So ideally one passes ‘real’ drives through to the btrfs-raid setup: as we recommend with the no-raid under us approach. But as you indicate, and as pragmatism sometimes dictates, we may not always want/care/or afford to have idealised systems. So another compromise is map multiple virtual drives into the Rocksor setup - but they must have the required stable serials - assuming the VM can do this virtio can. One still has the single point of failure of the raid card - which as stated is more creative than we often want it to be. But we can at least hope it will not make the same mistake on all virtual drives involved in the Pool. This, after all, is akin to the single point of failure of multiple drives hanging off a single multi-port drive controller - but they are far less ‘creative’ than raid re data-switching - and the drives remain accessible ‘individually’.

Likely a long winded explanation but more concisely btrfs has filesystem aware raid - no raid controller does. Why reduce data integrity by adding more layers (especially when those layers are all-together other-wise concerned. Drive based rather than data/fs/pool integrity based.

Hope that helps, and keep in mind that we only support a sub-set of btrfs’s capabilities but we continue to improve our options as we go along, i.e. the recent addition of zstd compression by forum member @StephenBrown2 for example, whole pool or share (btrfs subvol) selectable.


@phillxnet first of all many thanks for your explanations this helped a lot already!

I am not sure if I got everything and every detail, but I try to wrap up in my words:

  1. BTRFS (and thus Rockstor) works without direct disk access (for example on virtual volumes or [hw] raid controller) and can utilize for example the built-in copy-on-write and checksums.

  2. On physical disks Rockstor can (at least on redundant disks) not only detect bitflips/block errors (at this point no matter the reason of the error), but correct those errors using the redundant data from the other disks (if they match their checksum).

  3. On a physical RAID controller (or any intransparent disk management) BTRFS can only detect, that the data/block it recieved from the underlying layer (RAID/virtual Volume/Disk) is broken, but it cannot fix it, because it has no controll/access to the underlying disks.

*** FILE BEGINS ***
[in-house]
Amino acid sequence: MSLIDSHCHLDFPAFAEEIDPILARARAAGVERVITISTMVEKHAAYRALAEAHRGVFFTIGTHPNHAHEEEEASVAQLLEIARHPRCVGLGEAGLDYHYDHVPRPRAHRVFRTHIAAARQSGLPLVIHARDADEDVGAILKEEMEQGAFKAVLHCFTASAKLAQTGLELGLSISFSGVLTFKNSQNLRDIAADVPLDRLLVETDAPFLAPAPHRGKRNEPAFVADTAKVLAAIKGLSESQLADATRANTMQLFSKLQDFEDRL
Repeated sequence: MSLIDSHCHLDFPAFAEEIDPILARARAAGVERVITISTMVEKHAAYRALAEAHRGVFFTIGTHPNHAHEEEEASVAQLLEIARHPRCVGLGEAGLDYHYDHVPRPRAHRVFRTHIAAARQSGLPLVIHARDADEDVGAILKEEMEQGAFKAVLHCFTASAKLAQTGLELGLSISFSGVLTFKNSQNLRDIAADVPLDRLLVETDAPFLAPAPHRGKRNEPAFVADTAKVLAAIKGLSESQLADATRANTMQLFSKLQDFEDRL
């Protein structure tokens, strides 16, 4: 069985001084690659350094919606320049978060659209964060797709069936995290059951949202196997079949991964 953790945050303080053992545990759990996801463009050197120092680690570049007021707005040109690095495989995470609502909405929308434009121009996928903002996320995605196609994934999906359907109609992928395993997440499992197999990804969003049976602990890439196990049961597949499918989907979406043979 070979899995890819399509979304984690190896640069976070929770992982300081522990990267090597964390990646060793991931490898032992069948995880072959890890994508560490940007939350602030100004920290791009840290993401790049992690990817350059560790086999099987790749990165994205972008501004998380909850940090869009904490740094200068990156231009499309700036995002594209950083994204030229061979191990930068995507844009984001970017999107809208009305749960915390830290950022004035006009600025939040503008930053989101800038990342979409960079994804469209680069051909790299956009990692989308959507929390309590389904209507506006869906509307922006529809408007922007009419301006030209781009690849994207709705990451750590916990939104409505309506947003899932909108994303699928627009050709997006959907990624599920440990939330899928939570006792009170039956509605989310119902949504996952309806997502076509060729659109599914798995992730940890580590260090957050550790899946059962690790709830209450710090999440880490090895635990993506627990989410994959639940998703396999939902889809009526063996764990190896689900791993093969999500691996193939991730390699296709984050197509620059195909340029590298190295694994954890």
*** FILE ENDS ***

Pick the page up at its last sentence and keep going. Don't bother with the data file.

4. That should bring the safety/integrity of the data for BTRFS-on-HW-RAID to the same level that BTRFS has on a single disk.

  5. Wouldn’t I gain the possibility to (only) correct errors when I forward two virtual disks to Rockstor and let Rockstor create a BTRFS-RAID1 inside its VM?

  6. If number 5. is true, Rockstor still is missing the ability to “give feedback” to the drive if it detects any kind of errors (bad blocks/sectors) that it disables affected blocks/sectors.

  7. Best way to do BTRFS/Rockbox: bare metal without HW-RAID
    Second best: PCIE-passthrough of HBA to VM
    Third best: direct passthrough of whole disk to VM
    Forth best: VM with multiple virtual disks to be managed by BTRFS inside the VM
    Fifth best: VM with only one virtual disk
    Sixth best: VM with non-BTRFS filesystem

    For case 1-3 the data integrity should be as good as it can get (as long as disk passthrough works as it should), but unfortunately all three cases prohibit a migration of the system to a different host/machine with probably different hardware.
    Case 5 “only” gains copy-on-write and error detection (without the chance to correct errors) in comparison to case 6.

For more context:
We did use (and still use in most cases) QNAP dedicated NAS boxes (enterprise grade rack mount versions), but are not that happy with the experience: we had lots of problems with bitrot/broken files, the system updates were a gamble (for our boxes we had about 1 out of five updates leave us in an infunctional state and required extensive fixes in the terminal) and besides that they are loud and cost-benefit-ratio is quite bad (imho). So I want to retire them and because there are only a couple users the performance of the basic file sharing is not that crucial.
We already have stronger machines for VM hosting and there are plenty of resources for file sharing available, but those hosts are equipped with HW RAIDs and they will not get replaced in the near future.

On my personal NAS (Synology) I also have BTRFS as file system. I think Synology uses BTRFS on top of mdadm - isn’t this similar to using BTRFS on a hardware RAID?